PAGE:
Lead is a heavy metal that is denser than most common materials. Lead is soft and malleable, and has a relatively low melting point. Lead is widely used as a gamma shield. Major advantage of lead shield is in its compactness due to its higher density. Lead has the highest atomic number of any stable element and concludes three major decay chains of heavier elements.
Protons and Neutrons in Lead
Lead is a chemical element with atomic number 82 which means there are 82 protons in its nucleus. Total number of protons in the nucleus is called the atomic number of the atom and is given the symbol Z. The total electrical charge of the nucleus is therefore +Ze, where e (elementary charge) equals to 1,602 x 10-19 coulombs.
The total number of neutrons in the nucleus of an atom is called the neutron number of the atom and is given the symbol N. Neutron number plus atomic number equals atomic mass number: N+Z=A. The difference between the neutron number and the atomic number is known as the neutron excess: D = N – Z = A – 2Z.
For stable elements, there is usually a variety of stable isotopes. Isotopes are nuclides that have the same atomic number and are therefore the same element, but differ in the number of neutrons. Mass numbers of typical isotopes of Lead are 204-208.
Main Isotopes of Lead
Lead occurs in 4 natural isotopes: 204Pb, 206Pb, 207Pb and 208Pb. 208Pb is the most common isotope, having a natural abundance of approximately 52%.
Lead-204 is composed of 82 protons, 122 neutrons, and 82 electrons.
Lead-206 is composed of 82 protons, 124 neutrons, and 82 electrons.
Lead-207 is composed of 82 protons, 125 neutrons, and 82 electrons.
Lead-208 is composed of 82 protons, 126 neutrons, and 82 electrons.
Electrons and Electron Configuration
The number of electrons in an electrically-neutral atom is the same as the number of protons in the nucleus. Therefore, the number of electrons in neutral atom of Lead is 82. Each electron is influenced by the electric fields produced by the positive nuclear charge and the other (Z – 1) negative electrons in the atom.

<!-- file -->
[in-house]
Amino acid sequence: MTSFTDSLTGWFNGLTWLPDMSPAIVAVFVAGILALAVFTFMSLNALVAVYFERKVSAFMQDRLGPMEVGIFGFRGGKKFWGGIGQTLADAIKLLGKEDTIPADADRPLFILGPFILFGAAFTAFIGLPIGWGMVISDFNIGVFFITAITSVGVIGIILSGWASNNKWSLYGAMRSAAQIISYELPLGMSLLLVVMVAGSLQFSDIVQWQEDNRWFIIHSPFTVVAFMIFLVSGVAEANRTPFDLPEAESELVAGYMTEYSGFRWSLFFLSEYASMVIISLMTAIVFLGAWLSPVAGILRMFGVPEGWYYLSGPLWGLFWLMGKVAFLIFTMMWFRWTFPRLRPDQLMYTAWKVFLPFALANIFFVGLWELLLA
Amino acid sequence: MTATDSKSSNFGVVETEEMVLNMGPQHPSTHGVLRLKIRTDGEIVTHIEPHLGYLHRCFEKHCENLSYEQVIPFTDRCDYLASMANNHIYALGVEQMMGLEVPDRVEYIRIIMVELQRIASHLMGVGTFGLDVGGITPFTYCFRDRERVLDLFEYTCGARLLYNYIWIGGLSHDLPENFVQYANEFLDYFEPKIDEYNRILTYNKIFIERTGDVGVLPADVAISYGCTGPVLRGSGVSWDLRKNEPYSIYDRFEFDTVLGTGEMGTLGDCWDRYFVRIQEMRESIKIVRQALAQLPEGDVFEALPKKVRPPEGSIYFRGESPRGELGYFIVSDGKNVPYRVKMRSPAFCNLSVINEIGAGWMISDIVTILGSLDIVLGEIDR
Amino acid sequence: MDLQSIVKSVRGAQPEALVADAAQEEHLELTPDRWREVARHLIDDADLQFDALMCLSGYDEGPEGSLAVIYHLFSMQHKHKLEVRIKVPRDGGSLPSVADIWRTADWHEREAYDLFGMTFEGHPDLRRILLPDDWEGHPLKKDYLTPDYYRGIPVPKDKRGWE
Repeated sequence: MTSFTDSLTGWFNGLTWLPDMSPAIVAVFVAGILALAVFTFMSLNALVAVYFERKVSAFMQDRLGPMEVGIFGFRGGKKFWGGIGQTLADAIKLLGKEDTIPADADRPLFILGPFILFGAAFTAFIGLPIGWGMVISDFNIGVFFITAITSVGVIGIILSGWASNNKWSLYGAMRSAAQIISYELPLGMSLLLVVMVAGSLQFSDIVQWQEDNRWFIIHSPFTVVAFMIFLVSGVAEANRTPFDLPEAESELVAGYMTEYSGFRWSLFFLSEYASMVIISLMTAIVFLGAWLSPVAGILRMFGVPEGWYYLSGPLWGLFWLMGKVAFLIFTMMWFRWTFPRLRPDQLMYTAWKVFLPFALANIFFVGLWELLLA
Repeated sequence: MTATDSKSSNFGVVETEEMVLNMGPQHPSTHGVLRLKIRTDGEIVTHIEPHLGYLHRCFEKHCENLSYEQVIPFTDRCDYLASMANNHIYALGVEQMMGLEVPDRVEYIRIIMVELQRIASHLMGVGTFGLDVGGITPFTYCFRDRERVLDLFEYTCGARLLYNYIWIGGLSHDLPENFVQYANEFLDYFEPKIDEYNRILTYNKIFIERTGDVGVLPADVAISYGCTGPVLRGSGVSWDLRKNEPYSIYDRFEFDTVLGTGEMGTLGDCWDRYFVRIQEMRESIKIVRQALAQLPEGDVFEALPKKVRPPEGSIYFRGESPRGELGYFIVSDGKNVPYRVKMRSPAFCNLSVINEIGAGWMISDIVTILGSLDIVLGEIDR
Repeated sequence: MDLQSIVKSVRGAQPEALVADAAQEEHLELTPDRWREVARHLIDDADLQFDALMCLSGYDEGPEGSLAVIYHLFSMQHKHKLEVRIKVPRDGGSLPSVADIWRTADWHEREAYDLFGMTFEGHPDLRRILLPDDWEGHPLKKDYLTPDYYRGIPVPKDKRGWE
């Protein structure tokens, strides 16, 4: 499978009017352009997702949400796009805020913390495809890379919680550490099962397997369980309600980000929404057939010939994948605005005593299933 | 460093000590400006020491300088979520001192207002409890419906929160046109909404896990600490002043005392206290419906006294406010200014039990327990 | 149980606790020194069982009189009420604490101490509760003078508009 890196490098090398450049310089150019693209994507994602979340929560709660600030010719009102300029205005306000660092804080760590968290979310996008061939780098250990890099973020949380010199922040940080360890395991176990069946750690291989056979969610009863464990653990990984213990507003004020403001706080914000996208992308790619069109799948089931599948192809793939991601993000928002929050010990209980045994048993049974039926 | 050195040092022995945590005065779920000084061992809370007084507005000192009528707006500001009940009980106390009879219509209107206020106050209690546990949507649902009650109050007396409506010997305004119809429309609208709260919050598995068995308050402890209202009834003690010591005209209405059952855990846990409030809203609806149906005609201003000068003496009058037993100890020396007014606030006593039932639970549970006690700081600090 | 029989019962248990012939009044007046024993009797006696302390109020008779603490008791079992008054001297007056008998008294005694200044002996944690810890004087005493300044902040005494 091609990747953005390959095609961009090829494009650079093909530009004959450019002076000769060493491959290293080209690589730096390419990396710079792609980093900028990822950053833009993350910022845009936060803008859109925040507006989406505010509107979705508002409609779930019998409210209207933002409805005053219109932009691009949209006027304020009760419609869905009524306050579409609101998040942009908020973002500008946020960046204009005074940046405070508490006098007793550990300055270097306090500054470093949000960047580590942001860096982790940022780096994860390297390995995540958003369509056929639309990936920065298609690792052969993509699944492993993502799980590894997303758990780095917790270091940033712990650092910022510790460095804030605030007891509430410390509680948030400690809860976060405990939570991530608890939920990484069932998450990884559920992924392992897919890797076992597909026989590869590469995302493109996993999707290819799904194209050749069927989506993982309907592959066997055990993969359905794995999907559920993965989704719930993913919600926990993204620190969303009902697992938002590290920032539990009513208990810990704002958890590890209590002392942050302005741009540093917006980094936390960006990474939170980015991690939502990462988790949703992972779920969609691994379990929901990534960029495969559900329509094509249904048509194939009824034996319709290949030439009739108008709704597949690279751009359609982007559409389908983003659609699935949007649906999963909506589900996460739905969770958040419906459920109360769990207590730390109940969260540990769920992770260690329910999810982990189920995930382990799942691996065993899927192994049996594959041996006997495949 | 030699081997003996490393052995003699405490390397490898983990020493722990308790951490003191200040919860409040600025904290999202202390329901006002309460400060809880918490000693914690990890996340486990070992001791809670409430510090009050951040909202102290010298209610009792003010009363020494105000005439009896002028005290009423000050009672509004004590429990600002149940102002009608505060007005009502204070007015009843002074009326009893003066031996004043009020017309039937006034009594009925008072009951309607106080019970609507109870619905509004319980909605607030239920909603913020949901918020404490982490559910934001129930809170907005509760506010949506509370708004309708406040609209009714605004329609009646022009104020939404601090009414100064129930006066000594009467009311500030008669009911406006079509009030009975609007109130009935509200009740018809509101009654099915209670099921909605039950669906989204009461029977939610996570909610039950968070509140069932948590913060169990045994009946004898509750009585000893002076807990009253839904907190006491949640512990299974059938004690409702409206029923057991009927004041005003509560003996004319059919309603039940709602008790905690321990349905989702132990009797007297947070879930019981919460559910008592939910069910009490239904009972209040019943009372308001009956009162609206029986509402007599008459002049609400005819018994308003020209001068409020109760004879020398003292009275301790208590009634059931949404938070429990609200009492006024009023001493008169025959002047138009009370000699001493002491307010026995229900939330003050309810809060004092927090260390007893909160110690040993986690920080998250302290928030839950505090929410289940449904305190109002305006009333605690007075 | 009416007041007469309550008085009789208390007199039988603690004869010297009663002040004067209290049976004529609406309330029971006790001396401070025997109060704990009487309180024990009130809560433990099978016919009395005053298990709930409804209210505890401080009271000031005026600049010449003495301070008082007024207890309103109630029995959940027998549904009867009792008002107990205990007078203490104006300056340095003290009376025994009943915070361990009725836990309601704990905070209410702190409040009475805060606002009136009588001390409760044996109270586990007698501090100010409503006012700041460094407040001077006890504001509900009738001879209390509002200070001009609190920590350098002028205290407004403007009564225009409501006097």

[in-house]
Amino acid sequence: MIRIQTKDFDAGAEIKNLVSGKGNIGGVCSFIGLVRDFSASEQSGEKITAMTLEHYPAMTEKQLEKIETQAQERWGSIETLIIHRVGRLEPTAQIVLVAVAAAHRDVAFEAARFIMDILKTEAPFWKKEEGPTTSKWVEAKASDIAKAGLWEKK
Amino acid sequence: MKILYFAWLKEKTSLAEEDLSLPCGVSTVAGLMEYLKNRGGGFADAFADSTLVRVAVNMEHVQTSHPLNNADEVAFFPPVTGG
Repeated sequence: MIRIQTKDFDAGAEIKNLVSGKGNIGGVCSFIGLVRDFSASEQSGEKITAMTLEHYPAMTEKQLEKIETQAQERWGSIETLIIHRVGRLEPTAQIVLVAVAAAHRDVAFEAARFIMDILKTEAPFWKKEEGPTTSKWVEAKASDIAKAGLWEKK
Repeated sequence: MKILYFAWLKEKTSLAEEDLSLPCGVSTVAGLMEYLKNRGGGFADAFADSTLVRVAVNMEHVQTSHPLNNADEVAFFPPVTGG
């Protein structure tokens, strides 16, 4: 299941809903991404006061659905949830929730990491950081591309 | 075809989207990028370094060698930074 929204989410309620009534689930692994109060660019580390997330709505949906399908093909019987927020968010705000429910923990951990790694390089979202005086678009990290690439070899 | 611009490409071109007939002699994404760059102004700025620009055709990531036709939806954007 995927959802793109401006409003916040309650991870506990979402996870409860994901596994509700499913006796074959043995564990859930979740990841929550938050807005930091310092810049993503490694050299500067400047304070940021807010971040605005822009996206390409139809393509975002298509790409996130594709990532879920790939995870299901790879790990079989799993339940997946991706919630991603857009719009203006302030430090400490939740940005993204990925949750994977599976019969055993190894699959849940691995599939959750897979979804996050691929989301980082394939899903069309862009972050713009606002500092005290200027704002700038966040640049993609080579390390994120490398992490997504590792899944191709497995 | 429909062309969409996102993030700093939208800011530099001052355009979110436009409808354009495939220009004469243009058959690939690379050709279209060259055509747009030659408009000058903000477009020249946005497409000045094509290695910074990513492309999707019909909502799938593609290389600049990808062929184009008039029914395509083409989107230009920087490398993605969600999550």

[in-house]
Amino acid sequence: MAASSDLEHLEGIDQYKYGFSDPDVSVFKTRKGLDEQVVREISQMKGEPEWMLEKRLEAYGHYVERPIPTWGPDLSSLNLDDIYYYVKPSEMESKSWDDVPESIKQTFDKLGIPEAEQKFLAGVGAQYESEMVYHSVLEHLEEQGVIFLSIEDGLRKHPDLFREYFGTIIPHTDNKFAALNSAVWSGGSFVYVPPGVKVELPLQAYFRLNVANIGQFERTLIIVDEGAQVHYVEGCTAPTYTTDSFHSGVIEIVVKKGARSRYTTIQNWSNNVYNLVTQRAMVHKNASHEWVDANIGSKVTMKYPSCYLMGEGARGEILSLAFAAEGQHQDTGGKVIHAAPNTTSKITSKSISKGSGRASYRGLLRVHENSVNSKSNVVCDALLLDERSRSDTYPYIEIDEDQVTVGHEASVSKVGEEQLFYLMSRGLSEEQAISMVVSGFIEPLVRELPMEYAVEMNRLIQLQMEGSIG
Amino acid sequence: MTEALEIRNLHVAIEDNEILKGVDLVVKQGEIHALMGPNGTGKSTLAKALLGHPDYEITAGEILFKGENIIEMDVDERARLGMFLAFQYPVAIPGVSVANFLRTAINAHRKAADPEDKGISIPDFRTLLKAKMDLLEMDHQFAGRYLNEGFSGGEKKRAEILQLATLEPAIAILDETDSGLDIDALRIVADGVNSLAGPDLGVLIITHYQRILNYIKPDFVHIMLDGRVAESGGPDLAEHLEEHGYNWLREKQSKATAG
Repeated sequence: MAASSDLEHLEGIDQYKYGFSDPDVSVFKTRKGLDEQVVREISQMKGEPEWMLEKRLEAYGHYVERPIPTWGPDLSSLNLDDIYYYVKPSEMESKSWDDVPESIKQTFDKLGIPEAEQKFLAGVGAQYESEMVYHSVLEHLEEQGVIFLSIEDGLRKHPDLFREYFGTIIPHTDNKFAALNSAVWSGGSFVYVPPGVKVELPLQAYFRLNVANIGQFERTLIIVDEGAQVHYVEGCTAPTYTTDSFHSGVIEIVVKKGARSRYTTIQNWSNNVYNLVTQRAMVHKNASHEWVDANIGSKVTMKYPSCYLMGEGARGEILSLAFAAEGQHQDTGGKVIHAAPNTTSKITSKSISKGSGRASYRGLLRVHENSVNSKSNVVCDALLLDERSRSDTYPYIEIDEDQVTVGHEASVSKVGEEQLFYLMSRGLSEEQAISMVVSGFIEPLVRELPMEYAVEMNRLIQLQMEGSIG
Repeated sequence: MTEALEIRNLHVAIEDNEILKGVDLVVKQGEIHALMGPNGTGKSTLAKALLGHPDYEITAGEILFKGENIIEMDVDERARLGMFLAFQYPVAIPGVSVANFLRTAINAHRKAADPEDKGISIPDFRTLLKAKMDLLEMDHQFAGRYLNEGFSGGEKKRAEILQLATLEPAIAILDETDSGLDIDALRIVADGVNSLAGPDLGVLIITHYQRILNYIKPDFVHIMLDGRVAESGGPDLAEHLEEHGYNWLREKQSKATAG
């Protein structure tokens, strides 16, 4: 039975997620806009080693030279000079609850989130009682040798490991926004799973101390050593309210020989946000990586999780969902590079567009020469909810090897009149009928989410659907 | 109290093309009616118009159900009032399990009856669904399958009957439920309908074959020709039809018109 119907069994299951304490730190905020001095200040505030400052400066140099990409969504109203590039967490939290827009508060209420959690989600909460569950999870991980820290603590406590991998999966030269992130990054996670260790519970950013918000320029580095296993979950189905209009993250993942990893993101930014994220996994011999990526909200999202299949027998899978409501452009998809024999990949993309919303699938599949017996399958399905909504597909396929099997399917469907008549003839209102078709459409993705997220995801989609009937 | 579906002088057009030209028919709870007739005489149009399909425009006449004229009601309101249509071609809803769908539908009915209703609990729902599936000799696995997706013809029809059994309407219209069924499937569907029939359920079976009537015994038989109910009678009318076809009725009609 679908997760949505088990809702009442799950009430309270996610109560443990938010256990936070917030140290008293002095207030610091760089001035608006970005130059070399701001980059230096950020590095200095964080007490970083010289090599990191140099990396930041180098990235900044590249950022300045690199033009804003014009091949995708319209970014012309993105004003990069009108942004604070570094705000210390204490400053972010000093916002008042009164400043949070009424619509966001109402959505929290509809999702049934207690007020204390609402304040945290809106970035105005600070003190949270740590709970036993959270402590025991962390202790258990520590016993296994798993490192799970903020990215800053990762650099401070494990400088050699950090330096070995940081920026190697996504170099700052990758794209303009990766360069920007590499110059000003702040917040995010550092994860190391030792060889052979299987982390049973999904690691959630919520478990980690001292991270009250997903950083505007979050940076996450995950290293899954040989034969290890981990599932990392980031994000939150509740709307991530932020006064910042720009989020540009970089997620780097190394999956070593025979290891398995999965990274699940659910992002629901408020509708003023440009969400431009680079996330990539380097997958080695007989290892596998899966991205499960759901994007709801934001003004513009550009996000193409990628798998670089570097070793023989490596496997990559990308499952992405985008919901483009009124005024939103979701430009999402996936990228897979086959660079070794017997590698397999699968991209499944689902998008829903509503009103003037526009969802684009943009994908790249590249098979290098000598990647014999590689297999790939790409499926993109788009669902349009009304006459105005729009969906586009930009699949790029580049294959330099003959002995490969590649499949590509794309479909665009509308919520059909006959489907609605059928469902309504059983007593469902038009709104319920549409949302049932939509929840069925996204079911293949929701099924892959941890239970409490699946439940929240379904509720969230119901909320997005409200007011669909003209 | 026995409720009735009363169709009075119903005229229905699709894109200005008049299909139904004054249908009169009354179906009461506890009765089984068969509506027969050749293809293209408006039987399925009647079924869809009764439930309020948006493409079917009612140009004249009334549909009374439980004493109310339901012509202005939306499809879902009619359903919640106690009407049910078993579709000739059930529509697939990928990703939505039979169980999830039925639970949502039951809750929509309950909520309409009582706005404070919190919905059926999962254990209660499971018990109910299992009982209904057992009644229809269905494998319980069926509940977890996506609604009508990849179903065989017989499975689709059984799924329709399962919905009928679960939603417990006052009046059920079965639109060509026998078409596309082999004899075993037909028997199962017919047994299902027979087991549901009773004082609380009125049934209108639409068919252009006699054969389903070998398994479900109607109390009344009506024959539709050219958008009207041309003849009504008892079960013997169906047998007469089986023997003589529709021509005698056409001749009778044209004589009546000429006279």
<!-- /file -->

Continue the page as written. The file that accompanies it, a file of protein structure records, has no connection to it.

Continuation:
Since the number of electrons and their arrangement are responsible for the chemical behavior of atoms, the atomic number identifies the various chemical elements. The configuration of these electrons follows from the principles of quantum mechanics. The number of electrons in each element’s electron shells, particularly the outermost valence shell, is the primary factor in determining its chemical bonding behavior. In the periodic table, the elements are listed in order of increasing atomic number Z.
Electron configuration of Lead is [Hg] 6p2.
Possible oxidation states are +2,4.
Most Common Application of Lead
Lead is widely used for car batteries, pigments, ammunition, cable sheathing, weights for lifting, weight belts for diving, lead crystal glass, radiation protection and in some solders. The largest use of lead in the early 21st century is in lead–acid batteries. The lead in batteries undergoes no direct contact with humans, so there are fewer toxicity concerns. In the late 19th century, lead’s toxicity was recognized, and its use has since been phased out of many applications.
|Number of protons||82|
|Number of neutrons (typical isotopes)||204-208|
|Number of electrons||82|
|Electron configuration||[Hg] 6p2|
Properties of other elements